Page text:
On Tuesday, Danica Roem defeated incumbent Bob Marshall to win a seat in the Virginia House of Delegates. The 33-year-old Democrat, who is transgender, easily defeated the 73-year-old Republican, who is perhaps the most anti-LGBTQ politician in America. Marshall has held the seat since 1992 and won reelection in 2015 by 12 percentage points. Once Roem is seated, she will be the first openly transgender person to be elected to, and serve in, a state legislature.*
Marshall is notorious for introducing anti-LGBTQ legislation. After Congress repealed the federal ban on gays in the military, Marshall proposed a measure to ban openly gay people from serving in the Virginia National Guard. “It’s a distraction … and I’m worried about this guy who’s got eyes on me,” Marshall said. He also derailed the appointment of a judge solely because he was gay, and served as the primary sponsor of Virginia’s successful constitutional amendment banning same-sex marriage. In 2015, he proposed a radical bill that would legalize anti-LGBTQ segregation in hotels, restaurants, businesses, schools, government agencies, and hospitals. And in 2016, he put forth a measure that would bar transgender students from using the school bathroom that aligns with their gender identity, and requiring principals to out gender-nonconforming students to their parents.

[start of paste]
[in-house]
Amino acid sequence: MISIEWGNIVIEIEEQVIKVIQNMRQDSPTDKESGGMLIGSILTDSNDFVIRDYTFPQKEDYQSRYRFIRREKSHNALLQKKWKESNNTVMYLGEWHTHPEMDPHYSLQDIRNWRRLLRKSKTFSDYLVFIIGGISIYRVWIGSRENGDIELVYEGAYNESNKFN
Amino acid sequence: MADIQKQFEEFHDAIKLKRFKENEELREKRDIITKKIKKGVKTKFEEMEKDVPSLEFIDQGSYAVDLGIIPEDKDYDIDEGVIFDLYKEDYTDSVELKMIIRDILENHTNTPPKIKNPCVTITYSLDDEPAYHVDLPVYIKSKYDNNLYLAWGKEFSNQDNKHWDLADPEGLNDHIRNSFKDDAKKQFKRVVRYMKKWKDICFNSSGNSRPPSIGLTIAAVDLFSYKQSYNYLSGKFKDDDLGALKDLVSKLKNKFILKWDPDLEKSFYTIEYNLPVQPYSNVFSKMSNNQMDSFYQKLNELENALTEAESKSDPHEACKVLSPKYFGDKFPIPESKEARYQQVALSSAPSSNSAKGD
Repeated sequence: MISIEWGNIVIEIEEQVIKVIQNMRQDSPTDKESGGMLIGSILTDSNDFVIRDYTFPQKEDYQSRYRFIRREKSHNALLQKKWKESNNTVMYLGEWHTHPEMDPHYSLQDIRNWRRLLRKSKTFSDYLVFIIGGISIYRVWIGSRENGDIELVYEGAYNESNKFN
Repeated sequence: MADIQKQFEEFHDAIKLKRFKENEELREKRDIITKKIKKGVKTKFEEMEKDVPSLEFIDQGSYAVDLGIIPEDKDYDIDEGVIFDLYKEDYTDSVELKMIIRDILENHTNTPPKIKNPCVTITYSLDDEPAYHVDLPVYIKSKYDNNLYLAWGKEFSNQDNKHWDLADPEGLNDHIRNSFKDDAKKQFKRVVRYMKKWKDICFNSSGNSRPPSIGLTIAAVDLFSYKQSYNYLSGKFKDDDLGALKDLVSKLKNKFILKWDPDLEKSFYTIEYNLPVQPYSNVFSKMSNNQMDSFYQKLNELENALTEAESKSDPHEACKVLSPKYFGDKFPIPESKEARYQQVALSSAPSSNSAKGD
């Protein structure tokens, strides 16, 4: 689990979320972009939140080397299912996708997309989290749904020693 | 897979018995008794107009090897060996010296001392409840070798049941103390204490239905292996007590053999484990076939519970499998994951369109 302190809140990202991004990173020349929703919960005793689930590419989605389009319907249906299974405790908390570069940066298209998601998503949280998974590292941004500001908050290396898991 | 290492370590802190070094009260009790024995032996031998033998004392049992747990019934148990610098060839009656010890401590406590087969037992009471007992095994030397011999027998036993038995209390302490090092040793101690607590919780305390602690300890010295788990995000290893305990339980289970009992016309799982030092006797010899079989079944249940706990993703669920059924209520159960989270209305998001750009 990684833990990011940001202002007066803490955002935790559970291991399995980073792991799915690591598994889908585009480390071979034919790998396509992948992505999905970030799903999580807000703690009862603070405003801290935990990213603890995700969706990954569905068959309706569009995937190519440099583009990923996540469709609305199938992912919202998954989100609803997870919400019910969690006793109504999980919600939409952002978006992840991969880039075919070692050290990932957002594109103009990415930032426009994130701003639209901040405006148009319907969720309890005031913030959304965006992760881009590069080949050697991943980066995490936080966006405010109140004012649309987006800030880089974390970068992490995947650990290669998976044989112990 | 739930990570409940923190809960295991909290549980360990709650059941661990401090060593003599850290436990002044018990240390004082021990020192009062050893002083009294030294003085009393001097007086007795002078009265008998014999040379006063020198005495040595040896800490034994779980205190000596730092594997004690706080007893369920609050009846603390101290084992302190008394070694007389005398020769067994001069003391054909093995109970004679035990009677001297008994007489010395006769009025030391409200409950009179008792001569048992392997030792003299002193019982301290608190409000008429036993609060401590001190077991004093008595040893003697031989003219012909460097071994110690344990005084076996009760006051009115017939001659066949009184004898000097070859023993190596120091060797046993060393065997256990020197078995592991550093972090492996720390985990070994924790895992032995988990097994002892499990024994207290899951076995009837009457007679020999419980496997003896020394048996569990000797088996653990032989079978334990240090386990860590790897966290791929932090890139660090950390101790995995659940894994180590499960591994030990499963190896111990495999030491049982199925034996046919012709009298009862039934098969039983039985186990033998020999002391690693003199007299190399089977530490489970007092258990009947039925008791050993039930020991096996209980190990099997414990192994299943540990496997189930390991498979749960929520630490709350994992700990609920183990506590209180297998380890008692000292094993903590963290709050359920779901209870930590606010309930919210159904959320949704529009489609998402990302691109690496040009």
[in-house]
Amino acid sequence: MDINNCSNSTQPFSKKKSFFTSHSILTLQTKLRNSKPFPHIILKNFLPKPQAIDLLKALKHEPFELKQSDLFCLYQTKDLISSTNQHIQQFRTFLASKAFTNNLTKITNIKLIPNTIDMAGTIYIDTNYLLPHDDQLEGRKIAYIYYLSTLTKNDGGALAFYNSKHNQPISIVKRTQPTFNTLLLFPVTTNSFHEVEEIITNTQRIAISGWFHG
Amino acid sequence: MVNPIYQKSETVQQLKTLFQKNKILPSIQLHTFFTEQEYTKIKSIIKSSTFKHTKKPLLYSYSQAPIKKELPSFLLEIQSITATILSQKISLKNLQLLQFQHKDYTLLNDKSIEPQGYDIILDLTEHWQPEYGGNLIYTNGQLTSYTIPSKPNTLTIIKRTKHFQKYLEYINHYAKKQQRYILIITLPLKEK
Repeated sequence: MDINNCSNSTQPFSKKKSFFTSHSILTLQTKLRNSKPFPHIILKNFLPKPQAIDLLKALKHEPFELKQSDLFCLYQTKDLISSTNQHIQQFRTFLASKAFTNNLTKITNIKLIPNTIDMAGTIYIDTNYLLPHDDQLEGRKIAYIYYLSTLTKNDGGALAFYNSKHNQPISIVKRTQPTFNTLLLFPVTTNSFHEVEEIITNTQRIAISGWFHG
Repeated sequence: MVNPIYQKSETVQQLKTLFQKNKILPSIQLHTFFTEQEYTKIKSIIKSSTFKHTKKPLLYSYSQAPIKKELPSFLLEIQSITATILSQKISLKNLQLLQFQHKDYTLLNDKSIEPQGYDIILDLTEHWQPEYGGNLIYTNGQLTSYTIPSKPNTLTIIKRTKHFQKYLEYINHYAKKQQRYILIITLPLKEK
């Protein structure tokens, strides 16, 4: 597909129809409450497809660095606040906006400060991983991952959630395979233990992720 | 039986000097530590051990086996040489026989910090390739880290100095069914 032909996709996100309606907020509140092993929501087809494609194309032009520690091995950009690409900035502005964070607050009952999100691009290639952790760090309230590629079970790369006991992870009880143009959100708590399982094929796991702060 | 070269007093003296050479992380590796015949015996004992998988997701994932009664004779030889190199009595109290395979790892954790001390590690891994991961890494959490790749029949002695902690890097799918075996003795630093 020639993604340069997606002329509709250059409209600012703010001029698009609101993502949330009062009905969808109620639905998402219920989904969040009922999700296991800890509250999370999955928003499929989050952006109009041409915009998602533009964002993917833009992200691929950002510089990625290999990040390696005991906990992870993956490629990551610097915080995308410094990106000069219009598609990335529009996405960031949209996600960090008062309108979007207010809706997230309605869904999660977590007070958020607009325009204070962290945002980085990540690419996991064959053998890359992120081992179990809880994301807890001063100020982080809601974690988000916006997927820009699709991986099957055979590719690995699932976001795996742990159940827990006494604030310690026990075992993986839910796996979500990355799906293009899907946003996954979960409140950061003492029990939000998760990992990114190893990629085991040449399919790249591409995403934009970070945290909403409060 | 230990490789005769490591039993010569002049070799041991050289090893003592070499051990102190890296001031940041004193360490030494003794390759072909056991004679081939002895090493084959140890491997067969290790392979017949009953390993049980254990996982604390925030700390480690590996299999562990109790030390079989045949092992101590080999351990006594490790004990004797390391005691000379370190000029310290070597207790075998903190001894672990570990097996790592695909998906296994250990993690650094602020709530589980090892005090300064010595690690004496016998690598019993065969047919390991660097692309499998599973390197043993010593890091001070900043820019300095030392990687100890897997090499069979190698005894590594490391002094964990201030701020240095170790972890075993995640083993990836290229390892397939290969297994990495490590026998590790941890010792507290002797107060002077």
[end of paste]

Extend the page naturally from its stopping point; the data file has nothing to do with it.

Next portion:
Marshall’s avowed hatred of LGBTQ people—he has called himself the state’s “chief homophobe”—inspired Roem, a journalist from Northern Virginia, to run for his seat. Throughout the campaign, Marshall misgendered Roem and launched cruel attacks on her gender identity, depicting her as a bathroom predator. In response, Roem embraced her identity in a remarkable ad:
Roem trounced Marshall, apparently winning over a substantial portion of Republican voters in the right-leaning northern Virginia district. She also outraised Marshall with help from national LGBTQ rights groups. Her landslide is part of a broader Democratic wave that swept Virginia on Tuesday, carrying Democrats to victory at every level of the government.
*Update, Nov. 7, 2017: This post has been updated to clarify that Roem will be the first openly transgender person to be elected to, and serve in, a state legislature once she is seated. In 1992, Althea Garrison was elected to the Massachusetts House of Representatives without disclosing her gender identity. In 2008, Stacie Laughton was elected to the New Hampshire House of Representatives, but her election was nullified after the state attorney general concluded that she was not eligible to run for elected office.